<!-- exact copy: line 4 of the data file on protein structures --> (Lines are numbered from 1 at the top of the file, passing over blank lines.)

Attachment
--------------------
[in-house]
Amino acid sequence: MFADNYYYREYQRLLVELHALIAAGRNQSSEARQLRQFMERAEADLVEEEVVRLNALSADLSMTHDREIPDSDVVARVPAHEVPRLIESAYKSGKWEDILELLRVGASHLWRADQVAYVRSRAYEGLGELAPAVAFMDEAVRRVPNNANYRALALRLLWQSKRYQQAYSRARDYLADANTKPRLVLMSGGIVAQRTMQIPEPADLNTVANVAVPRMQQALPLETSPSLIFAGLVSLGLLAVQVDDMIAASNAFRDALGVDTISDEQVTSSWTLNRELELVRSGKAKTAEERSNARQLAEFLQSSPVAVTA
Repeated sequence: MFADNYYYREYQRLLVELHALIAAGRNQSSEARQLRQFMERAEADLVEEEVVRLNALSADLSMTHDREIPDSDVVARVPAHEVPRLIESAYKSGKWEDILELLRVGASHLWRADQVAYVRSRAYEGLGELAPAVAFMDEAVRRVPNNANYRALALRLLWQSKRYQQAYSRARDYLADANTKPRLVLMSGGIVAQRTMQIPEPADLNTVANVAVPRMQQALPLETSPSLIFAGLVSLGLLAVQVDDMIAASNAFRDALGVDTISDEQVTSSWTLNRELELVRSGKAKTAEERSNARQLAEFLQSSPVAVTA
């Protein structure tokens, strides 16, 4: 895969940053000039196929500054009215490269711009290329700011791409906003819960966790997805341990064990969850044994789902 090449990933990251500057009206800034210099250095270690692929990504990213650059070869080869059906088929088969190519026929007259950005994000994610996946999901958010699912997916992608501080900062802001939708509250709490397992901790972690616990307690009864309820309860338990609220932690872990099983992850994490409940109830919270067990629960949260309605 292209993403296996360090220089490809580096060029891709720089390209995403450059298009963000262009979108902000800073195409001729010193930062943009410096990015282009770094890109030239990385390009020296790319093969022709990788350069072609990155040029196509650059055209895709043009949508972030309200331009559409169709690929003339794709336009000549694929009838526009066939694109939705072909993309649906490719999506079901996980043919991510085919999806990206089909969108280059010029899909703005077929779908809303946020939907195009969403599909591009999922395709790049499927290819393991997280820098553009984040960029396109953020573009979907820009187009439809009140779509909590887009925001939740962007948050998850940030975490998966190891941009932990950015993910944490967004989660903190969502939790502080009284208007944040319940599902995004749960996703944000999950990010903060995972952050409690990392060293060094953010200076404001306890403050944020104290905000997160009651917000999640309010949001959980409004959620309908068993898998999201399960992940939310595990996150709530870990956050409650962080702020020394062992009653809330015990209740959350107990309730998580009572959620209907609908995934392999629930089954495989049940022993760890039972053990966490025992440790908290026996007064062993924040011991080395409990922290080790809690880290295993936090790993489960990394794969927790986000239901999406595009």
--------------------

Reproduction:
């Protein structure tokens, strides 16, 4: 895969940053000039196929500054009215490269711009290329700011791409906003819960966790997805341990064990969850044994789902 090449990933990251500057009206800034210099250095270690692929990504990213650059070869080869059906088929088969190519026929007259950005994000994610996946999901958010699912997916992608501080900062802001939708509250709490397992901790972690616990307690009864309820309860338990609220932690872990099983992850994490409940109830919270067990629960949260309605 292209993403296996360090220089490809580096060029891709720089390209995403450059298009963000262009979108902000800073195409001729010193930062943009410096990015282009770094890109030239990385390009020296790319093969022709990788350069072609990155040029196509650059055209895709043009949508972030309200331009559409169709690929003339794709336009000549694929009838526009066939694109939705072909993309649906490719999506079901996980043919991510085919999806990206089909969108280059010029899909703005077929779908809303946020939907195009969403599909591009999922395709790049499927290819393991997280820098553009984040960029396109953020573009979907820009187009439809009140779509909590887009925001939740962007948050998850940030975490998966190891941009932990950015993910944490967004989660903190969502939790502080009284208007944040319940599902995004749960996703944000999950990010903060995972952050409690990392060293060094953010200076404001306890403050944020104290905000997160009651917000999640309010949001959980409004959620309908068993898998999201399960992940939310595990996150709530870990956050409650962080702020020394062992009653809330015990209740959350107990309730998580009572959620209907609908995934392999629930089954495989049940022993760890039972053990966490025992440790908290026996007064062993924040011991080395409990922290080790809690880290295993936090790993489960990394794969927790986000239901999406595009």